We have now received very nice cockaded puffers from Thailand, but not from the Mekong, but from the Chao Phraya. Therefore our exporter called them Pao sp. Chao Phraya. But apart from the “wrong” distribution they fit perfectly to P. barbatus, both concerning the coloration – including the “beard” – and concerning the anatomical detail that the caudal peduncle has no spines. This is the most important difference between Pao barbatus and P. cambodgiensis.
Pao sp. Chao Phraya has one peculiarity: the “cockade spot” is extraordinarily large. At least for a short time Pao sp. Chao Phraya get along well with each other, a pleasant difference to many other cockaded puffers, which are often downright biting among themselves. The maximum size of P. barbatus is given with about 12 cm, it can be assumed that also Pao sp. Chao Phraya reaches about this size. The photographed animals are between 8 and 10 cm long.
For our customers: the fish have code 462613 on our stocklist. Please note that we only supply wholesale.
In Southeast Asia a group of freshwater puffers exists that is extremely difficult to tell apart on a specific level. They are called the Eyespot-Puffers or the Pao-leiurus-complex. These puffers live in streams and rivers, some also in ponds and lakes, always in pure freshwater.
Among the most enigmatic species is Pao abei, which has been described scientifically in 1998 from the Mekong river in Laos. Preserved specimens are very dark, almost black, with tiny yellow or orange spots. This was exactly how the freshly collected fish looked on the photos that were sent to us by our supplier from Thailand! But the very same fish he sent look very different when kept in aquaria. This is the tricky thing with freshwater puffers: they can change their coloration very fast and very drasticallly. Additionally every individual has a slightly different pattern. There are only very few constant anatomical features that allow a determination, most of them overlap in the different species. So, do the fish we could recently import – they have a size of 7-10 cm – really belong to the species Pao abei? Who knows… Anyway, they are beautiful and interesting fish!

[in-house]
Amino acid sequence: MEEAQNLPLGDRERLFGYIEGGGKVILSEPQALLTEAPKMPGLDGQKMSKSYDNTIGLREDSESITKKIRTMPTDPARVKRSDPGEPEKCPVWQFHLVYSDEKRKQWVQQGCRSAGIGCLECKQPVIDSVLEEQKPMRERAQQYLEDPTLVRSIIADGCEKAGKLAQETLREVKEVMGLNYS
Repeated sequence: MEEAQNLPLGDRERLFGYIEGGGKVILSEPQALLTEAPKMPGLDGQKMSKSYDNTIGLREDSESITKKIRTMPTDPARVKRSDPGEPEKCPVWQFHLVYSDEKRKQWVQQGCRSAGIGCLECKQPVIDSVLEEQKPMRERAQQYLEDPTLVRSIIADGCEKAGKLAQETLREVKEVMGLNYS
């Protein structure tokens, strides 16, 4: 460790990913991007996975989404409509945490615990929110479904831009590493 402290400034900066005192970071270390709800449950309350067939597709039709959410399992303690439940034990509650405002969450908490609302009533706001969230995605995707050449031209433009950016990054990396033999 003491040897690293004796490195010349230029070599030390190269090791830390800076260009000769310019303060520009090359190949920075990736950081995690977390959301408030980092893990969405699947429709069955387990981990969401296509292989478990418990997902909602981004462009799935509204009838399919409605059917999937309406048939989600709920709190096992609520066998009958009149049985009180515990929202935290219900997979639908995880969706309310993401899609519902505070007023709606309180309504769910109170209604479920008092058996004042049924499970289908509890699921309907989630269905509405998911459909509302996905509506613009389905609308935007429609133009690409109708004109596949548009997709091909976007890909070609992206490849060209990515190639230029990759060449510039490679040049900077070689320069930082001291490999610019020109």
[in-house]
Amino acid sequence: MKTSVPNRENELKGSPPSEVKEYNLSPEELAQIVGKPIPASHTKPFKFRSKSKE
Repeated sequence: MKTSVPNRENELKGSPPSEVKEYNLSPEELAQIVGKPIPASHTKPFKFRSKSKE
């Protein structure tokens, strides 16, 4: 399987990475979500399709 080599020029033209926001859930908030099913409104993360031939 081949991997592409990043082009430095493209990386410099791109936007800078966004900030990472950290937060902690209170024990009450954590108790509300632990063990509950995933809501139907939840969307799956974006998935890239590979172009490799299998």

For our customers: the fish have code 461245 on our stocklist. Please note that we exclusively supply the wholesale trade.
This freshwater pufferfish originates from the rivers of Thailand. Here it imitates stones and lurks for clueless feeder fish. In the aquarium it can be easily fed by large pieces of frozen food given by a forceps. The fish becomes around 12-15 cm long and looks very much alike the African cousin Tetraodon miurus. However, the always visible V on the back makes Pao (formerly placed in Tetraodon) suvattii unmistakable.
For our customers: the fish have code 461554 on our stocklist. Please note that we exclusively supply the wholesale trade.
Text & photos: Frank Schäfer